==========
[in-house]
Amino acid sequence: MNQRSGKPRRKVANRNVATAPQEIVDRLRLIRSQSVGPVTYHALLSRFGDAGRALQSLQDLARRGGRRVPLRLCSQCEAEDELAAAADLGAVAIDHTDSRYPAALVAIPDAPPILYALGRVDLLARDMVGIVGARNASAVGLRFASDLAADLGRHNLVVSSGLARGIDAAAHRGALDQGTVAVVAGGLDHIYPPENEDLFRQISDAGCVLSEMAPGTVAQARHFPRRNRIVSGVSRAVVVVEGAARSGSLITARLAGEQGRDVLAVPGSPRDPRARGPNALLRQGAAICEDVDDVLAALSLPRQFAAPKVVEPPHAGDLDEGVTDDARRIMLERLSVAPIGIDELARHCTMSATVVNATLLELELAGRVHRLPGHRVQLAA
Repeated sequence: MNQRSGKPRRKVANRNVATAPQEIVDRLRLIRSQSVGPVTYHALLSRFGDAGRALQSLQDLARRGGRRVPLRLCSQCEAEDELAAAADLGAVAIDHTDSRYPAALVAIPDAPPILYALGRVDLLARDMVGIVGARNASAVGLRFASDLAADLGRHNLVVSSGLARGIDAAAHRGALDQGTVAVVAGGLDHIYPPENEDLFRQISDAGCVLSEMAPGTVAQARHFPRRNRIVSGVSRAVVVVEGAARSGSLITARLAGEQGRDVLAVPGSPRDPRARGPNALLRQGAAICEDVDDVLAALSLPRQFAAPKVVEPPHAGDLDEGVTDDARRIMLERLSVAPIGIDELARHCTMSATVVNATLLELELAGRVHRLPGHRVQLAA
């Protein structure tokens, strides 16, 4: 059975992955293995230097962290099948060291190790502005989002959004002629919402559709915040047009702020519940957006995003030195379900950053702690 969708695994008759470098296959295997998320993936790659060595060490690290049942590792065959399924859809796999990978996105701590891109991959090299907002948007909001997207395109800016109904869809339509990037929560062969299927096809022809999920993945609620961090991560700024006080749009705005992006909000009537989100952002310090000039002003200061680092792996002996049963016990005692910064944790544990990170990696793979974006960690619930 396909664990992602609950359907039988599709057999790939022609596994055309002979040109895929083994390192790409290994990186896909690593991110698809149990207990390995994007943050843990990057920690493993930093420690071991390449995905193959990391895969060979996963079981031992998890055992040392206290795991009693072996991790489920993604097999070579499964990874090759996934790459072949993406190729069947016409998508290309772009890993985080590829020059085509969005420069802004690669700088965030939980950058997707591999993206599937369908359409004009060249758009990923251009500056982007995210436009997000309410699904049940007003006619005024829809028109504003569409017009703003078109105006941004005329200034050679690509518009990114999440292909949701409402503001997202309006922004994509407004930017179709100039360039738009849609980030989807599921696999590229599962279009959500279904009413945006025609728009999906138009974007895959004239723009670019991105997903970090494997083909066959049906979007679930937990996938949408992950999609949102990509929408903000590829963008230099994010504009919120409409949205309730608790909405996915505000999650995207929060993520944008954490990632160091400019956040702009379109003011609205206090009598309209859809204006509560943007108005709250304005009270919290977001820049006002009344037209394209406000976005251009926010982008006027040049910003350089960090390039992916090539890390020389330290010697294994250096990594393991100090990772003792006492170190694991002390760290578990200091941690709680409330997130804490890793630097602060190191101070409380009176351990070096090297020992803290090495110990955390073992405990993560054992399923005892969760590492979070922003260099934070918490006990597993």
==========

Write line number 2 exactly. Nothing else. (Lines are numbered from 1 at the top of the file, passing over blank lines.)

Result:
Amino acid sequence: MNQRSGKPRRKVANRNVATAPQEIVDRLRLIRSQSVGPVTYHALLSRFGDAGRALQSLQDLARRGGRRVPLRLCSQCEAEDELAAAADLGAVAIDHTDSRYPAALVAIPDAPPILYALGRVDLLARDMVGIVGARNASAVGLRFASDLAADLGRHNLVVSSGLARGIDAAAHRGALDQGTVAVVAGGLDHIYPPENEDLFRQISDAGCVLSEMAPGTVAQARHFPRRNRIVSGVSRAVVVVEGAARSGSLITARLAGEQGRDVLAVPGSPRDPRARGPNALLRQGAAICEDVDDVLAALSLPRQFAAPKVVEPPHAGDLDEGVTDDARRIMLERLSVAPIGIDELARHCTMSATVVNATLLELELAGRVHRLPGHRVQLAA